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Sunday, June 16, 2024

All the Presidents' Children

Aaron O'Neill at Statista:
The 45 men who have served as the President of the United States (officially there have been 46 as Grover Cleveland is counted twice) have fathered, adopted or allegedly fathered at least 190 children. Of these 190, 169 were conceived naturally, eleven were adopted and there are ten reasonable cases of alleged paternity (possibly more). Today, there are 34 living presidential children; the oldest of which is Lynda Bird Johnson Robb, daughter of Lyndon B. and Lady Bird Johnson; the youngest is Barron Trump, son of Donald and Melania Trump. John Tyler is the president who fathered the most children, having fifteen children over two marriages (and allegedly fathering more with slaves), while his successor, James K. Polk, remains the only U.S. president never to have fathered or adopted any known children. Coincidentally, as of November 2020, the U.S.' tenth president, John Tyler, has two grandsons who are still alive today, despite the fact that he was born in 1790.

The president, their children and spouse are collectively known as the First Family of the United States; the current first family is made up of President Joe Biden, First Lady Jill Biden, as well as their children, Hunter and Ashley. Two of President Biden's children died before he was elected to office; his son Beau died of cancer in 2015, while his one year old daughter Naomi was killed in a car accident in 1972, along with Biden's wife, Neilia (who was also Beau and Hunter's mother). Two presidents' sons have gone on to assume the presidency themselves; these were John Quincy Adams and George W. Bush respectively, while one presidential grandson, Benjamin Harrison, later became president.

Three U.S. presidents have allegedly fathered illegitimate children with slaves. The most well-known and substantial of these allegations relates to Thomas Jefferson and his slave, Sally Hemings; who was also the half-sister of Jefferson's wife Martha (with whom he had already fathered six children). Following Martha's passing in 1782, its is believed that the future-president would then go on to have a relationship with Hemings that spanned four decades and saw the birth of as many as eight children between 1790 and 1808. Hemings, thought to have been 14 years old at the beginning of the relationship (Jefferson was 44), and her children remained enslaved to Jefferson until his death in 1826. DNA tests conducted in recent years have confirmed a genetic connection between the Hemings and Jefferson families, and the majority of historians accept that Thomas Jefferson was the father of at least six of Hemings' children. Less substantial claims have also been levelled at John Tyler, with political opponents claiming that he fathered several children with slaves in the years following his first wife's death; although these claims have been widely disregarded by historians, with little investigation into their validity. It is alleged that William Henry Harrison also fathered at least six children with one of his slaves, Dilsia, however these claims are anecdotal and have been disregarded or ignored by historians. In spite of this, to this day, there are some African-American families in the U.S. who claim to be the descendants of both Harrison and Tyler.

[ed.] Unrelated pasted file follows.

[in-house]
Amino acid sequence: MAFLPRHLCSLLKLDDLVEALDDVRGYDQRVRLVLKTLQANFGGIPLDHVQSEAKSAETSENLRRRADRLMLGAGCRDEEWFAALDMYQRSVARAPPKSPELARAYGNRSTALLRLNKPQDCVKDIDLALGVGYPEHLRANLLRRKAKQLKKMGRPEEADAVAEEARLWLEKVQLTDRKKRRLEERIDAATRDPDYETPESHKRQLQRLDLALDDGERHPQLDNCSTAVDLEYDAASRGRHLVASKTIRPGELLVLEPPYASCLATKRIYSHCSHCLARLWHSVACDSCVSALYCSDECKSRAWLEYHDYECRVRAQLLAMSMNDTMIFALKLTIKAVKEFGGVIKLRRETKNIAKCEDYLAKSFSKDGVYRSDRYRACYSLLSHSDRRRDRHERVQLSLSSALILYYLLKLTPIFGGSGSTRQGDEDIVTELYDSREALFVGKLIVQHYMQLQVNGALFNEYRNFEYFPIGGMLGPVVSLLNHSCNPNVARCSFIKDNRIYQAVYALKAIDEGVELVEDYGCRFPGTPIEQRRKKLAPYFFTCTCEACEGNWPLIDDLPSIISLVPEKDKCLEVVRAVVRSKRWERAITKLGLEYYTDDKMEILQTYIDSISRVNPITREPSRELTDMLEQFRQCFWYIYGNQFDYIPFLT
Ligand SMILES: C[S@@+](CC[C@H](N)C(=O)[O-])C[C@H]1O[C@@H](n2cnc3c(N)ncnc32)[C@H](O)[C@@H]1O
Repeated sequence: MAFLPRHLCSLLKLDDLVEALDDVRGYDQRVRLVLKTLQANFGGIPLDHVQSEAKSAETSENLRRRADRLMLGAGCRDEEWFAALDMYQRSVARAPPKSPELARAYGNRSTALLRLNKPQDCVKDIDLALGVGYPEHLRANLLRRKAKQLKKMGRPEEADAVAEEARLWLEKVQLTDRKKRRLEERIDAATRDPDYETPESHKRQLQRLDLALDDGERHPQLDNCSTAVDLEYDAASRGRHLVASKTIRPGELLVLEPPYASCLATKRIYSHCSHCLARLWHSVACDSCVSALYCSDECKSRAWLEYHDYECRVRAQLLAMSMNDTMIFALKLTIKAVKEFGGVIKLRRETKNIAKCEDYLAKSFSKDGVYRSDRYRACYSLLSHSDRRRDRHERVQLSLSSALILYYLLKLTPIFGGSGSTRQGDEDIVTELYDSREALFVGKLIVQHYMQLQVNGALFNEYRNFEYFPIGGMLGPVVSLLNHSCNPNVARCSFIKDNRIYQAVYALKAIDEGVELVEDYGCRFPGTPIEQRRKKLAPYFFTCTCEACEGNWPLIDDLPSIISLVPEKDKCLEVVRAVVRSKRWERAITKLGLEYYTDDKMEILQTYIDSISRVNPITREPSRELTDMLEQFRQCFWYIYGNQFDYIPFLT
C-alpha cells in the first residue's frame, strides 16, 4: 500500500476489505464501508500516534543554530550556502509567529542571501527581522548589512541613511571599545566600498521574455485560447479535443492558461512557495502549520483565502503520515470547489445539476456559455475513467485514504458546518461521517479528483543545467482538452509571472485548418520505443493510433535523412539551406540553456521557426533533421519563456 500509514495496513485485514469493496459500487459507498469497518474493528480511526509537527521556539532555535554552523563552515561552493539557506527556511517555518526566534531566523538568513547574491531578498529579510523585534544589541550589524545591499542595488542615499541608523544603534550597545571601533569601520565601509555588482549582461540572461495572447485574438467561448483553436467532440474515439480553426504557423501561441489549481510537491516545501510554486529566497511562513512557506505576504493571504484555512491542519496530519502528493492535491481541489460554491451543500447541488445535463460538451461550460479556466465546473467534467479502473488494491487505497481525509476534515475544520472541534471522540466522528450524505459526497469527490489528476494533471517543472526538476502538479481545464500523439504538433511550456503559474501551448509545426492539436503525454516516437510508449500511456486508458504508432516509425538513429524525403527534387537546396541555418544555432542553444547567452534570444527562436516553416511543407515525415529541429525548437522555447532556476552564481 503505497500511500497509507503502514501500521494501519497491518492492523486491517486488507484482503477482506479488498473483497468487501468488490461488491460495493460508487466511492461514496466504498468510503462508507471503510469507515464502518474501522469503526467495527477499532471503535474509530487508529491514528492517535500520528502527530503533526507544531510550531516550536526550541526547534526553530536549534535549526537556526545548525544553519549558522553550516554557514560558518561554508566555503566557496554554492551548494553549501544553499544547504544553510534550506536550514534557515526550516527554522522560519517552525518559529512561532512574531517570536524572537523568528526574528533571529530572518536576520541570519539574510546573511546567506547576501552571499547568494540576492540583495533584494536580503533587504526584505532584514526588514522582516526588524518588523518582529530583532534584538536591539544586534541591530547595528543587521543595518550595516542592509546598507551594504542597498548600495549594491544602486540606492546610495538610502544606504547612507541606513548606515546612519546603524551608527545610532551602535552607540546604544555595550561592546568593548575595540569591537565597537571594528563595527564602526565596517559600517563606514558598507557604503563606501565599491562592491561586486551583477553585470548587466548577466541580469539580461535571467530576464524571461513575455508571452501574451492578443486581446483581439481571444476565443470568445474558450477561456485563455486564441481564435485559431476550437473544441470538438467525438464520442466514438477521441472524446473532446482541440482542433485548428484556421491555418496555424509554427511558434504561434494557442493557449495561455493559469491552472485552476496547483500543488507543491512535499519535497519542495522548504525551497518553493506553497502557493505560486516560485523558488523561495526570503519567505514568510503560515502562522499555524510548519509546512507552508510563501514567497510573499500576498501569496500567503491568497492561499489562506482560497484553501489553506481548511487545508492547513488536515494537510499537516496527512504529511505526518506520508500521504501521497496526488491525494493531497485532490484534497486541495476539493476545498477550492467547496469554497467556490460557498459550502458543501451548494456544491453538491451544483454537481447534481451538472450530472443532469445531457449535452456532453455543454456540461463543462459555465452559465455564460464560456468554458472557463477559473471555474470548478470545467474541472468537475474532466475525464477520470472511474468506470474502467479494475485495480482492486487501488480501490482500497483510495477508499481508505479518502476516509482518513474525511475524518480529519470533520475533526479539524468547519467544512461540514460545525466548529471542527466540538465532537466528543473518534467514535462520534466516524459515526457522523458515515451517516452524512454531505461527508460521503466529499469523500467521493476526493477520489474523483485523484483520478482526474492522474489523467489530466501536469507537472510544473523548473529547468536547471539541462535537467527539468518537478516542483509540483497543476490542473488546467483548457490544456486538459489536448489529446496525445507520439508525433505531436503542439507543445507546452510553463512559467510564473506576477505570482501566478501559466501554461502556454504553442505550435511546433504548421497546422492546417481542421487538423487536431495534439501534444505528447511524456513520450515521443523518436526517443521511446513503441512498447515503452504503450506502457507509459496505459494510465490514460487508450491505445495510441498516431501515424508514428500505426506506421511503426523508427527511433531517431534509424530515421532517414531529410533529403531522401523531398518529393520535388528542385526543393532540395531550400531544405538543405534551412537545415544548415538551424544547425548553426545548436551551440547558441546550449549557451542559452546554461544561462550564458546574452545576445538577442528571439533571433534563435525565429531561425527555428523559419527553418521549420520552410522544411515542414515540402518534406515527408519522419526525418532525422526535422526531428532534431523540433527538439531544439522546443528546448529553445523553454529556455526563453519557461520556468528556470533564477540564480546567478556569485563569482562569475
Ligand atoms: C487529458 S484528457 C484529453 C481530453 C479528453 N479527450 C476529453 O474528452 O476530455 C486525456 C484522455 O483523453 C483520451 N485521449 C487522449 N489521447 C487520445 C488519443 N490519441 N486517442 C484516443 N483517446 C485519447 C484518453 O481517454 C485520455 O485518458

It is generally accepted that two other presidents, Grover Cleveland and Warren G. Harding, fathered children through extramarital affairs. It is likely that Grover Cleveland had fathered a child out of wedlock in 1874; even paying child support to the mother, acknowledging that he could have been the father. When the child's mother accused Cleveland of rape, he had her institutionalized to discredit these accusations, and the child was taken away and raised by Cleveland's friends. The issue came to light nationally during the 1884 election campaign, but Cleveland still emerged victorious. In 1927, four years after his death in office, it came to light that Warren G. Harding had fathered a child out of wedlock a year before winning the 1920 election. The child was conceived during one of his two long-term, extramarital affairs, and Harding did pay the mother child support, although he kept the affair and child a secret. Harding died before the child's fourth birthday, his family dismissed these claims as rumors, claiming that he was infertile; however, DNA tests confirmed that the child was his in 2015. While there have been numerous accusations of presidents' infidelity in the past century, particularly relating to John F. Kennedy and Donald Trump; Trump is the only president since Harding to have had a child out of wedlock (although the couple did get married two months after the birth of their daughter, Tiffany).